Cut sections 4 to 5 inches in diameter from the edge of the affected area where healthy turf meets diseased turf. If possible before sampling take a picture of the diseased area to be included with the turf sample.
     


    Submitting a Plant Sample by Mail

    plant-sample

     

    Plant Sample: Place the pot or roots in a plastic bag and loosely tie the top of the bag around the stem of the plant. This will keep the soil from contaminating the foliage. Place the wrapped plant in a box. Use packing material to ensure that the sample won’t shift during shipment.

    seedling

     

    Seedlings: Wrap them in a moist paper towel and place the seedlings and toweling between two pieces of cardboard and put into a plastic bag. Tie the bag closed. Punch several holes in the bag to allow air movement. Place the wrapped seedlings in a box. Use packing material to ensure that the sample won’t shift during shipment.

    leaves

     

    Leaves: Press them flat between alternate layers of moist and dry paper towels. Put leaves and toweling between two pieces of cardboard and put into a plastic bag. Tie the bag closed. Punch several holes in the bag to allow air movement. Place wrapped leaves in a box. Use packing material to ensure that the sample won’t shift during shipment.

    fronds

     

    Palm Fronds: Place the fronds in a plastic bag and tie the bag closed. If the palm frond is too big section the entire frond into 4-5 inch pieces. Punch several holes in the bag to allow air movement. Place the wrapped material in a box. Use packing material to ensure that the sample won’t shift during shipment.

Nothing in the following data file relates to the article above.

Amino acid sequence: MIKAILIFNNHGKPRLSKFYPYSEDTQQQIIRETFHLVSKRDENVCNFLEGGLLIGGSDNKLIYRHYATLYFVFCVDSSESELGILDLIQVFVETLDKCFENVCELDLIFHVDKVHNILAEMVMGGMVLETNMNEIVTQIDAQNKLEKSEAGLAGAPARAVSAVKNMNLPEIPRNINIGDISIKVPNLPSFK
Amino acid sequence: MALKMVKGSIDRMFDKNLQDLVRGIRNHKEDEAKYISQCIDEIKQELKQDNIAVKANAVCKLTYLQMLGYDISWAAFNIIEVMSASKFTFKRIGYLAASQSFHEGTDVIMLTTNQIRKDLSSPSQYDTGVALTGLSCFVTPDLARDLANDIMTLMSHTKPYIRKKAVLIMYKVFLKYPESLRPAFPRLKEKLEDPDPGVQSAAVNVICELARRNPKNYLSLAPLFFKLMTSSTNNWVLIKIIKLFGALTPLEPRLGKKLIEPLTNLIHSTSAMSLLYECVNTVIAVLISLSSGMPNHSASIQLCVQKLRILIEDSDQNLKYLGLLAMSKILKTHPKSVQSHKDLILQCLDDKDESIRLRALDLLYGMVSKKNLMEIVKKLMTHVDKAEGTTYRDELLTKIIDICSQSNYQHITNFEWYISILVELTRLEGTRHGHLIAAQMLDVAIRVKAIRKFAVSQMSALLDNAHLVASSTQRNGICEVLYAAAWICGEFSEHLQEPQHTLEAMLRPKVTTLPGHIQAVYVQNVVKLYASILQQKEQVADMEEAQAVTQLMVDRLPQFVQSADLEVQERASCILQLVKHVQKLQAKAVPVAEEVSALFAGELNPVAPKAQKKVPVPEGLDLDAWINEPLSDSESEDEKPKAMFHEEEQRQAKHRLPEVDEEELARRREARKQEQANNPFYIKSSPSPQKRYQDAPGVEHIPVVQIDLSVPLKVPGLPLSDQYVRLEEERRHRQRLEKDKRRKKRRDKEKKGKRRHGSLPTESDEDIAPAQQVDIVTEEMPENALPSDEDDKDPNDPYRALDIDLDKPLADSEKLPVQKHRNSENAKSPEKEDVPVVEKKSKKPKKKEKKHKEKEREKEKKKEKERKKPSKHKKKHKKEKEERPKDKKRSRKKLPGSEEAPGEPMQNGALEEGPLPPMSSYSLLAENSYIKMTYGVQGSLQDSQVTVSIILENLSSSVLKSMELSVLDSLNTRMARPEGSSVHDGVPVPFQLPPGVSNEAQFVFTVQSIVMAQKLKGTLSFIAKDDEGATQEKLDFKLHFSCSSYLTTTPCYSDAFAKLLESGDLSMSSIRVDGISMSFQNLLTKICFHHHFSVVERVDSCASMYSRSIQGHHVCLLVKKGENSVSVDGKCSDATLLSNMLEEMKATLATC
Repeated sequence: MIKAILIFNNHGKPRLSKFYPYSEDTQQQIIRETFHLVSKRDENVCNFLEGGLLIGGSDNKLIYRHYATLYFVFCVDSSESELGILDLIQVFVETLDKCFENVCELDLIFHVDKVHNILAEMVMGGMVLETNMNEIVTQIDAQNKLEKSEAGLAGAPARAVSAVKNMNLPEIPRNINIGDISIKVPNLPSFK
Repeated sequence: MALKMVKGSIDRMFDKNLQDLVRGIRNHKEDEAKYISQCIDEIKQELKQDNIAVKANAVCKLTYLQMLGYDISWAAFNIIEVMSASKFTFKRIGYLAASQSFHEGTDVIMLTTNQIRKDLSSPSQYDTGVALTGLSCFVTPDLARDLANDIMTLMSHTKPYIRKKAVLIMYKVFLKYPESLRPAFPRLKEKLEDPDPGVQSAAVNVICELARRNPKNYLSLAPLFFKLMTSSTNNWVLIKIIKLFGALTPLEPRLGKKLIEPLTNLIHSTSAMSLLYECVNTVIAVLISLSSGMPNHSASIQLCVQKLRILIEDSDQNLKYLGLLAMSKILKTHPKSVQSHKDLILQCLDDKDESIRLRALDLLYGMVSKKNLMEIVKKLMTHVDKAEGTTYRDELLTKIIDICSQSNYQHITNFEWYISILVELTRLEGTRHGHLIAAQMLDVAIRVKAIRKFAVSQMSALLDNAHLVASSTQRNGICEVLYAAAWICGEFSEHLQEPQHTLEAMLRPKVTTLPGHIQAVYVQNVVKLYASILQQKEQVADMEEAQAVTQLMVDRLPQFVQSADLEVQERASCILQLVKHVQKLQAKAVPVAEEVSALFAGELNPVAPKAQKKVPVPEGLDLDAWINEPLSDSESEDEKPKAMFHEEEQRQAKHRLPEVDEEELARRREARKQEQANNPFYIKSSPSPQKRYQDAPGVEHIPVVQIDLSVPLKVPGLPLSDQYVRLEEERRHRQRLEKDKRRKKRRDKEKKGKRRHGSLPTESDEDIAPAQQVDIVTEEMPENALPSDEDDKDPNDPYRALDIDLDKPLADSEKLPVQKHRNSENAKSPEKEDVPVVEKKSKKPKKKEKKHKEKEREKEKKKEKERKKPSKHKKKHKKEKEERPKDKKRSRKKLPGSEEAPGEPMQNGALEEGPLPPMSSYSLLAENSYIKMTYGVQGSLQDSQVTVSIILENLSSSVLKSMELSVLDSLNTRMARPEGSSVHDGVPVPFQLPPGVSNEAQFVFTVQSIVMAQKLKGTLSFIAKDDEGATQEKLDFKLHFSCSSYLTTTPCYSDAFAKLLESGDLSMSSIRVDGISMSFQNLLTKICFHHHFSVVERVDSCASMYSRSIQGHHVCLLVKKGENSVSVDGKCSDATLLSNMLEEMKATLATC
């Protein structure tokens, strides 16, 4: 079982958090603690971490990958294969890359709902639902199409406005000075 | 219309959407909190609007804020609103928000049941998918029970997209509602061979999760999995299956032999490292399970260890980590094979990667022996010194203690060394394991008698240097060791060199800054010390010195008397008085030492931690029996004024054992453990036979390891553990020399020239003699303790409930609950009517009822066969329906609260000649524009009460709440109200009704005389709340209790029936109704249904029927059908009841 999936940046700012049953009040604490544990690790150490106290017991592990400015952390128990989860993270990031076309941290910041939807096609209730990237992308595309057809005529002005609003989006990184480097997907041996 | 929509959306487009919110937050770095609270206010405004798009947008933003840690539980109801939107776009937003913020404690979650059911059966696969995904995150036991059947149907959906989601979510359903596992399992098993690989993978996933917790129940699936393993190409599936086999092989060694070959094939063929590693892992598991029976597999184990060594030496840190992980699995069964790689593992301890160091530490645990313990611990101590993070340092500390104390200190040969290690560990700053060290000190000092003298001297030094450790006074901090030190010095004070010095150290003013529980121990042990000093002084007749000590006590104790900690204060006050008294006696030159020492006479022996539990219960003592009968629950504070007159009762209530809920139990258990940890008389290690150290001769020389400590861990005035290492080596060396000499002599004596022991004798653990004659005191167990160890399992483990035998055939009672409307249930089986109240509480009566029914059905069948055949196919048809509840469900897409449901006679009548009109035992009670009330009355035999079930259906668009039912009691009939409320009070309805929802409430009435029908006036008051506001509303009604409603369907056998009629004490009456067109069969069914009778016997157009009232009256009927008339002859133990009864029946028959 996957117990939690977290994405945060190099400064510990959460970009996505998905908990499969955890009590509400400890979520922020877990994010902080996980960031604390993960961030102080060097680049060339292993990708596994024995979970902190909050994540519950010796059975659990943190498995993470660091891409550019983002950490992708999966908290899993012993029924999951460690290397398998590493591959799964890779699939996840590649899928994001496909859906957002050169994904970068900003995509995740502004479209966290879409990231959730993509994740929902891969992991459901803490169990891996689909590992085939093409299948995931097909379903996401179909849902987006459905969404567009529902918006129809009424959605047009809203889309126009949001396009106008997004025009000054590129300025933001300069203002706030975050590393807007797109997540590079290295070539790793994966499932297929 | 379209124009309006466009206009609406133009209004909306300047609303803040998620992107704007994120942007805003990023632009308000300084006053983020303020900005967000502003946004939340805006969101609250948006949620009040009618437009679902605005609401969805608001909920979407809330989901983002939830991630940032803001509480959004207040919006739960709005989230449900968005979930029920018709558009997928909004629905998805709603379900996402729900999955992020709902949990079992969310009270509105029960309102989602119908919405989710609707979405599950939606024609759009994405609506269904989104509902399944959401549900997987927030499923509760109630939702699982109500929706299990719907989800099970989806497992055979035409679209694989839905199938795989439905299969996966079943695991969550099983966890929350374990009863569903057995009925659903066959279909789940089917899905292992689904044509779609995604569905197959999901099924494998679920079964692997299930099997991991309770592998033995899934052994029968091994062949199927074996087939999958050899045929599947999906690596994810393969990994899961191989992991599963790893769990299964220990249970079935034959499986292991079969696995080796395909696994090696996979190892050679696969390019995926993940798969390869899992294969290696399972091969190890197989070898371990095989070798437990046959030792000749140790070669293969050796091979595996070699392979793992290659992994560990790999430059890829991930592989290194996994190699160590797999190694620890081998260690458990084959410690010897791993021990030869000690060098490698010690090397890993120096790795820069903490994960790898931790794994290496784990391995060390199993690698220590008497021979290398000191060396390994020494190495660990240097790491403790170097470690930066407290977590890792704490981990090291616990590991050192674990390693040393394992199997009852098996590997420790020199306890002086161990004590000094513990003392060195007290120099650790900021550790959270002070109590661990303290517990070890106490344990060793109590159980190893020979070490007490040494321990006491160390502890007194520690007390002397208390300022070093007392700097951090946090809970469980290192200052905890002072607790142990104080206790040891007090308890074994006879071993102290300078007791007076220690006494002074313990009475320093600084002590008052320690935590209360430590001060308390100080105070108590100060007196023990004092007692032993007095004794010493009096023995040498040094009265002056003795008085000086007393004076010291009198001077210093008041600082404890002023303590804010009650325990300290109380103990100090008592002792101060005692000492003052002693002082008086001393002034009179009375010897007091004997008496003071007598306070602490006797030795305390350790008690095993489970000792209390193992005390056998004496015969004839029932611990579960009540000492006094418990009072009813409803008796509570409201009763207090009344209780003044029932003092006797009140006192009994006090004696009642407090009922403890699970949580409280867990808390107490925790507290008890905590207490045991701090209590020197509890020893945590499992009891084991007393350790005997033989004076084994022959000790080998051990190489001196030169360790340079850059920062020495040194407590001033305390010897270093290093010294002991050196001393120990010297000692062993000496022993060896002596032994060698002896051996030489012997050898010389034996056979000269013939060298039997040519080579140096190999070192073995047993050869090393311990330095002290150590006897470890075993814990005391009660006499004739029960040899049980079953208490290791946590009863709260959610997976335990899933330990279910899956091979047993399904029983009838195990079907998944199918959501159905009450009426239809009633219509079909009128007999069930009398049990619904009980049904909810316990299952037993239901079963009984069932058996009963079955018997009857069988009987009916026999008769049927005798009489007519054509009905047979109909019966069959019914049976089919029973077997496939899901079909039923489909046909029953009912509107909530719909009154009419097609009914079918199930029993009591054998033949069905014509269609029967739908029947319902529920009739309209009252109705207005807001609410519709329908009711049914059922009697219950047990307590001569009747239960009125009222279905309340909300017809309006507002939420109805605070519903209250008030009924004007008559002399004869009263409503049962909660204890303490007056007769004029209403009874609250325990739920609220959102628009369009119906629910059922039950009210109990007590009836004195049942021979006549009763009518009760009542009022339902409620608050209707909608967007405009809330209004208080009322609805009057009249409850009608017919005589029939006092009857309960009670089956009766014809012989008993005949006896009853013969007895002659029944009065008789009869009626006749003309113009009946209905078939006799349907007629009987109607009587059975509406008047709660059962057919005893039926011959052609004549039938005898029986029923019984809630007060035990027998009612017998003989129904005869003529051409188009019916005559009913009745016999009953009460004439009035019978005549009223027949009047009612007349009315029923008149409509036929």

woody

     

    Woody Branches: Cut each branch into sections. Place the pieces in a plastic bag and place the wrapped material in a box. Use packing material to ensure that the sample won’t shift during shipment.

     

    conk

     

    Fleshy Material (ex: fruits, vegetables, and mushrooms): Wrap the material in dry newspaper. Place the newspaper wrapped specimen in a plastic bag and tie the bag closed. Punch several holes in the bag to allow air movement. Place the wrapped material in a box. Use packing material to ensure that the sample won’t shift during shipment.

    turf

     

    Turf Samples: Wrap turf in dry newspaper. Place turf and newspaper in a plastic bag and tie the bag closed. Punch several holes in the bag to allow air movement. Place the wrapped material in a box. Use packing material to ensure that the sample won’t shift during shipment. If possible include a picture of the disease to aid in diagnosis.


  • About the Clinic

    The Florida Extension Plant Diagnostic Clinic, located at the Tropical Research & Education Center in Homestead, FL, is designed to provide plant disease diagnostic services for anyone interested in plant diseases and insect pests.

    Our services include analysis of plant material for bacterial, fungal, viral, and nematode pathogens as well as the identification of insect pests. All diagnoses include appropriate control measures when available.

    The Clinic is a facility of the Tropical Research and Education Center and a member of the Florida Plant Diagnostic Network. This alliance allows the clinic to maintain a strong connection with the leading researchers in the field of Plant Pathology. The clinic provides accurate plant diagnosis, prompt turn around time, professional services, and up-to-date management recommendations.

    The Clinic promotes a “Test, Don’t Guess” attitude. Knowing the causal agent prior to taking action allows for more efficient use and selection of control methods. Be certain to remember when it comes down to chemical control recommendations always read and follow the appropriate manufacturer’s label.